The newest trend in matchmaking has little to do with physical attraction. People are being paired based on the way they smell. Skeptical? Well, you might want to try attending a pheromone party. Pheromones are chemicals secreted by the body's glands, and they influence the mood and behavior in others of the same species.
Twenty-five-year-old Judith Prays, an Atlanta-based artist, created the idea of pheromone parties to help people find love. Prays said, "It's about romance. Intellectual connection is not always the most important thing in a relationship."
Here's how it works: Singles attending the bash are instructed to sleep in the same T-shirt for three nights, and then store it in a plastic bag in the freezer to maintain the scent. Then, participants bring their shirt in the bag to the meet-up. The bags are marked with numbers and labeled pink for women and blue for men. Participants browse the shirts, take a few whiffs, and then choose the one they find most appealing. They are photographed while they do so, and then the photographs are displayed. Strangers then introduce themselves to each other based on who is pictured with their shirt.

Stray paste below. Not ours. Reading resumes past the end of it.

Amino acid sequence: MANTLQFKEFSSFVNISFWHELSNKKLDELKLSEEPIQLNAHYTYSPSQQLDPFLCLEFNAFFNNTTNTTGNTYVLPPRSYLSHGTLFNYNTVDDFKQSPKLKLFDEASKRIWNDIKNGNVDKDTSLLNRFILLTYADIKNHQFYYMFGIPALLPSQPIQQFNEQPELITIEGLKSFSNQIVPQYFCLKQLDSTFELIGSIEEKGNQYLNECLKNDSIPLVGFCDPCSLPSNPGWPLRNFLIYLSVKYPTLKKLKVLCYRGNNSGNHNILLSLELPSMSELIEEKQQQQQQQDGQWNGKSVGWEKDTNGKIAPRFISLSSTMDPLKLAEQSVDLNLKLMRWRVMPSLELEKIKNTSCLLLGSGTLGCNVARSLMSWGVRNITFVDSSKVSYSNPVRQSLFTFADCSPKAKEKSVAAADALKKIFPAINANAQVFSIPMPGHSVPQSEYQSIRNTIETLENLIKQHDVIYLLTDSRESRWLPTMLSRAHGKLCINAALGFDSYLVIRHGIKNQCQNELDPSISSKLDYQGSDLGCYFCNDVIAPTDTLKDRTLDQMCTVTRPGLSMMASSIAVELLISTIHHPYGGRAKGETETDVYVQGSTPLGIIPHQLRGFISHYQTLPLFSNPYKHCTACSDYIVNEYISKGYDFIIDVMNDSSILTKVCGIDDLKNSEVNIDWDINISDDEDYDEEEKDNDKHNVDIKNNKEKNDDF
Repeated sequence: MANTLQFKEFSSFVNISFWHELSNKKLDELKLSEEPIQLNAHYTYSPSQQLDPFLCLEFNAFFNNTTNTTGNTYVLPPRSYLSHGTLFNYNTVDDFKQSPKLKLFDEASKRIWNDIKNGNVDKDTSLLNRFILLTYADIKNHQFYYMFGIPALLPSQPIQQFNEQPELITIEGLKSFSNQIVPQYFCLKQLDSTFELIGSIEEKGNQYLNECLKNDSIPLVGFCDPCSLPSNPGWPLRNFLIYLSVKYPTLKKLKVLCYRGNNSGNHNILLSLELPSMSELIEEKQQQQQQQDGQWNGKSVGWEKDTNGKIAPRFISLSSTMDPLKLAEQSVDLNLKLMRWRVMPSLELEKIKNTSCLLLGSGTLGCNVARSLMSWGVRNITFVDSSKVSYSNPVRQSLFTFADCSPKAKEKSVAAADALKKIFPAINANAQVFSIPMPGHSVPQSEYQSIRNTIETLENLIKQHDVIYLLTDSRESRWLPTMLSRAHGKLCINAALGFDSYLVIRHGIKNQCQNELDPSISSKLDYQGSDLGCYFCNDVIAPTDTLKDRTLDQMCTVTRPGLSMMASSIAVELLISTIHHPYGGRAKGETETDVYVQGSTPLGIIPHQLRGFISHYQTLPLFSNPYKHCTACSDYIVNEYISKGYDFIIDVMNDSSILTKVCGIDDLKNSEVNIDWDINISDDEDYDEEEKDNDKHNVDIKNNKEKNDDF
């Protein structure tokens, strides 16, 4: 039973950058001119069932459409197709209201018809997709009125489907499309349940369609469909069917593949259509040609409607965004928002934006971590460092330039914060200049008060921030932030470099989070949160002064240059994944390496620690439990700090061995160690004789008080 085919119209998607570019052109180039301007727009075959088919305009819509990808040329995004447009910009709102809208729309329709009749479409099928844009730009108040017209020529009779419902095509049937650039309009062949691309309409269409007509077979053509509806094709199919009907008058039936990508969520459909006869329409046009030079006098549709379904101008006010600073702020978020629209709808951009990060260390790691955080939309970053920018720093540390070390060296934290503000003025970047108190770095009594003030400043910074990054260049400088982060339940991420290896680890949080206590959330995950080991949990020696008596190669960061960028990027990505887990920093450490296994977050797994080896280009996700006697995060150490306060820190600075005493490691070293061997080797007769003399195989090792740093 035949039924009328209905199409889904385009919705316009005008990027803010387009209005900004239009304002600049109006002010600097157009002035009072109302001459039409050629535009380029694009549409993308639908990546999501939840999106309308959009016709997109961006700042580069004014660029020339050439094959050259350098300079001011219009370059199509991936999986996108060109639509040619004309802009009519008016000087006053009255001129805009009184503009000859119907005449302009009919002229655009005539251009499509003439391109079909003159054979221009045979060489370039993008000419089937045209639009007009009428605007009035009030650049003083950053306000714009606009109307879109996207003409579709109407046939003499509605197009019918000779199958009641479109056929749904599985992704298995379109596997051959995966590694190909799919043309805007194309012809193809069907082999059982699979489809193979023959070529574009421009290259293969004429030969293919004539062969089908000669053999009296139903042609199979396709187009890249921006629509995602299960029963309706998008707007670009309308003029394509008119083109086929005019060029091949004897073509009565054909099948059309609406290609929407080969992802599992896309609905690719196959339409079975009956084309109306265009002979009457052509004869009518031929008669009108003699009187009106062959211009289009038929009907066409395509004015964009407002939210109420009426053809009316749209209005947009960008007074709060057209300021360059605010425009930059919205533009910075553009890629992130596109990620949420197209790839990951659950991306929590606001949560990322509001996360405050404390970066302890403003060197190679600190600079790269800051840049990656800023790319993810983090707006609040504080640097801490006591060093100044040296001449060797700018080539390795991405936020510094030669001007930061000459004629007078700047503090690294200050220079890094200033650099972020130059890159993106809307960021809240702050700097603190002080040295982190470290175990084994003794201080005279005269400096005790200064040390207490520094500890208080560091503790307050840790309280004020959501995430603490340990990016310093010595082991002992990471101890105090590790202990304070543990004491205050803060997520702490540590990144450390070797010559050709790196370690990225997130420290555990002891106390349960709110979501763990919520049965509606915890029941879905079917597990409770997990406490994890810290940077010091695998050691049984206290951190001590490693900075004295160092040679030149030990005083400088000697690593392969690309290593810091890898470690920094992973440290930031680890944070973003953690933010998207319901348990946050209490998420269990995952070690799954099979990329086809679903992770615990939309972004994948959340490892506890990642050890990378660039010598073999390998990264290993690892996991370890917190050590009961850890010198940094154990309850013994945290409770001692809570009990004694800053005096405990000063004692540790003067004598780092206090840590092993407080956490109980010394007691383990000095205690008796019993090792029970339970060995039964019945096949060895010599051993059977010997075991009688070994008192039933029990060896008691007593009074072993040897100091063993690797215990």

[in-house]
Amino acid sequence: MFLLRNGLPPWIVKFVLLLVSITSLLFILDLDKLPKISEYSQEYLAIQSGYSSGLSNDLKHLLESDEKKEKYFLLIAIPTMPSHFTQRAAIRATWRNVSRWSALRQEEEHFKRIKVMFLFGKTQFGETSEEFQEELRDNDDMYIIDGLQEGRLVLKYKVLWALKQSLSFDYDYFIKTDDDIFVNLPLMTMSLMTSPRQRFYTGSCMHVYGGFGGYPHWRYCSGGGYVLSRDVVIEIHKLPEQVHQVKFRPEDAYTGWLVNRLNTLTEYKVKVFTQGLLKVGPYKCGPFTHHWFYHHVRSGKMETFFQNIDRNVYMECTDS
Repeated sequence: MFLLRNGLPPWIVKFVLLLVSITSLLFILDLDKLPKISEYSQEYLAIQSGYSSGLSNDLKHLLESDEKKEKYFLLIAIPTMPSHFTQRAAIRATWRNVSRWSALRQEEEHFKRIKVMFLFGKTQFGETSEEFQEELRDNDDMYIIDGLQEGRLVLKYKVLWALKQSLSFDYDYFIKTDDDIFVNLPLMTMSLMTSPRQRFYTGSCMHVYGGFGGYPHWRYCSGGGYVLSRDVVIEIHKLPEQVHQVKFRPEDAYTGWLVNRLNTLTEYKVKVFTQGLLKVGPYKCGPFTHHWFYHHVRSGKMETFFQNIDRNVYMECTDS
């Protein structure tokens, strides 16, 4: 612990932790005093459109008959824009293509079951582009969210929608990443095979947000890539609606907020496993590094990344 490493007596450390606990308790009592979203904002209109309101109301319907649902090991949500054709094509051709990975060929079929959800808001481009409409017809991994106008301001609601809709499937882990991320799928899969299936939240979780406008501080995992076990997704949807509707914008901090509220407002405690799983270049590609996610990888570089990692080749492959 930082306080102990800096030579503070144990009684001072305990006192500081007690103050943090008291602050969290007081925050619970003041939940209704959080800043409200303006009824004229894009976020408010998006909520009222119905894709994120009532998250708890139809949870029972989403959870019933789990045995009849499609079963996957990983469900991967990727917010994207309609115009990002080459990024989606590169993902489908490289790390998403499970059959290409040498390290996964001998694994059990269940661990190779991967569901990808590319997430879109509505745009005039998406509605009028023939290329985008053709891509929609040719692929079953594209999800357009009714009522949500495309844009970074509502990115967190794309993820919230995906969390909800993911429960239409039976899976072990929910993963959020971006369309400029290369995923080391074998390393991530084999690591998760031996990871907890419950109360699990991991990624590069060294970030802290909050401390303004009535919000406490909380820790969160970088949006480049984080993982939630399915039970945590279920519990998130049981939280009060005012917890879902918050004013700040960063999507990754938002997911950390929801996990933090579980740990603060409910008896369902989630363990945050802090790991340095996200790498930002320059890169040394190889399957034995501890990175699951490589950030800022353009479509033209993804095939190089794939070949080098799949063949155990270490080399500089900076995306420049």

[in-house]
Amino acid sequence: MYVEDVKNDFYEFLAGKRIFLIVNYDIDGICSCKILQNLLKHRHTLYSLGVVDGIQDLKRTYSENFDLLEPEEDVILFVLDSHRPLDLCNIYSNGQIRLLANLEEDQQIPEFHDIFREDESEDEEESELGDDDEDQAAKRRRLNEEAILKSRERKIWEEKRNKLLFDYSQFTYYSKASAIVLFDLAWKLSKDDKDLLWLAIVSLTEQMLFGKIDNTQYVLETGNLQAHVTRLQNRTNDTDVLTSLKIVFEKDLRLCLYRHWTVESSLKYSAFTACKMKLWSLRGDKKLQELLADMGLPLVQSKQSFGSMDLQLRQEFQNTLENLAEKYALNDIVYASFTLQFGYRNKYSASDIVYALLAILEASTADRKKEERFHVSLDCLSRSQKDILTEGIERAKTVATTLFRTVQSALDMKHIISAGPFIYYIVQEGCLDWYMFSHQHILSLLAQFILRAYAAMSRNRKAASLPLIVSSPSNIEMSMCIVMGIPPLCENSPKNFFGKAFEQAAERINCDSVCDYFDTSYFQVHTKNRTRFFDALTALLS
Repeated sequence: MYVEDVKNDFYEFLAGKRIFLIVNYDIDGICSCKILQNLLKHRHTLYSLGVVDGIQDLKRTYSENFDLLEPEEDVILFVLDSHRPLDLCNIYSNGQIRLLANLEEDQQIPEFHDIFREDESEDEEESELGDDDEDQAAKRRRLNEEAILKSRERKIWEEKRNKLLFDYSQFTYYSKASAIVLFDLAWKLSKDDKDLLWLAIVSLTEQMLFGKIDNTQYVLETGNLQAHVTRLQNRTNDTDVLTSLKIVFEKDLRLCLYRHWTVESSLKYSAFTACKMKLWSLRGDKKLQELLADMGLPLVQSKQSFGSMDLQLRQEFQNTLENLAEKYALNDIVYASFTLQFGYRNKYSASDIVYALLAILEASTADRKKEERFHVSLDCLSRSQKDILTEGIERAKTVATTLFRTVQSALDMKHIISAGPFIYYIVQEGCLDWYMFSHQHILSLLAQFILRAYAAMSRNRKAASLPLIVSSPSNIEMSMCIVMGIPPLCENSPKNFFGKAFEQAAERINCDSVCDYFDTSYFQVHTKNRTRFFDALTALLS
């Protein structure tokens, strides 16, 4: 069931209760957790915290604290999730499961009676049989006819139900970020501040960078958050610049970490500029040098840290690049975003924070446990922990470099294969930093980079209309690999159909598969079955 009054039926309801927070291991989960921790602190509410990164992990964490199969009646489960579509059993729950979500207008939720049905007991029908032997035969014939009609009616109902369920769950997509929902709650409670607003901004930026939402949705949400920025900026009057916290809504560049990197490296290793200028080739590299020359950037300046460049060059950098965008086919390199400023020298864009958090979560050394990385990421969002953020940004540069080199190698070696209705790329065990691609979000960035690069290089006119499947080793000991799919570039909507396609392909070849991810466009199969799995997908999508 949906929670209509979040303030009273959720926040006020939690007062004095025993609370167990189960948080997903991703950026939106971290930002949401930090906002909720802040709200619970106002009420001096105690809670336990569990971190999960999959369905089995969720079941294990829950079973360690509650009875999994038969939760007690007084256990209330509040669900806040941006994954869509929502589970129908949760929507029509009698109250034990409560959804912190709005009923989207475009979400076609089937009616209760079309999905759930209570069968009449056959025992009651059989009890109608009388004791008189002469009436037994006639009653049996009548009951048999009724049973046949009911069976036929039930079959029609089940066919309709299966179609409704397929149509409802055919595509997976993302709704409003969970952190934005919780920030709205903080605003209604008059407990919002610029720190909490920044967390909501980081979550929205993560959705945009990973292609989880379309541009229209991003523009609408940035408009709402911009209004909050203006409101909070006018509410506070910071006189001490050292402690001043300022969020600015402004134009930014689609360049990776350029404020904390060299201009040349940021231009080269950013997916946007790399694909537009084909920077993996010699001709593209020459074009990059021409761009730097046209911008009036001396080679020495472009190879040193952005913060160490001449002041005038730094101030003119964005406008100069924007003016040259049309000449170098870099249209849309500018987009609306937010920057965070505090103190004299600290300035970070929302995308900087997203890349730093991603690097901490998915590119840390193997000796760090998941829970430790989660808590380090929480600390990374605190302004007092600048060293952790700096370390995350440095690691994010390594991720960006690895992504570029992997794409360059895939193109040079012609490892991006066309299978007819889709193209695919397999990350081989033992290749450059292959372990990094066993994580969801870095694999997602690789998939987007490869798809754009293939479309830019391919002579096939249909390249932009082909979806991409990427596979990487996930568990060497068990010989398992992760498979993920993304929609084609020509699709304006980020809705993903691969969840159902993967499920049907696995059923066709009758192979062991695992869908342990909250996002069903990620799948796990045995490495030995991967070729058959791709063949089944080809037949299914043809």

Although pheromones do not give off an actual odor, the body is able to process them and create a chemical reaction in the brain.
Web reaction has been mostly positive. One person tweeted that this new way of biological dating is "fascinating," and another said she believes it's possible to sniff your way to love. Some people remain skeptical. One person said she is not sure if she should follow her heart or her nose.
The first pheromone party took place in New York in 2010. At another one, in Los Angeles on April 5, more than 100 people showed up. Who knows, there could be one near you in just a matter of time. You'll smell it coming.
A South African soldier who lost an arm in combat in Afghanistan has set his sights on climbing the highest mountain in the world. Pvt. Jaco Van Gass says he will not let anything stop him from making his way to the top of Mount Everest. He has designed an ice-pick prosthetic that attaches to his amputated arm. The prosthetic will help him climb the mountain while keeping his other hand free. In addition to helping him stay secured to the side of the icy surface, the prosthetic has a heating device that will help blood flow in his arm and prevent him from getting frostbite.
Last year, Van Gass visited the North Pole with Walking With the Wounded, a British charity that helps rehabilitate injured soldiers. After the journey, he came up with the idea to attach an ice pick to his arm. He then sought engineers to help him design the final prosthetic that he now intends to use in his climb.
Van Gass and five other wounded soldiers plan to accomplish the feat in May.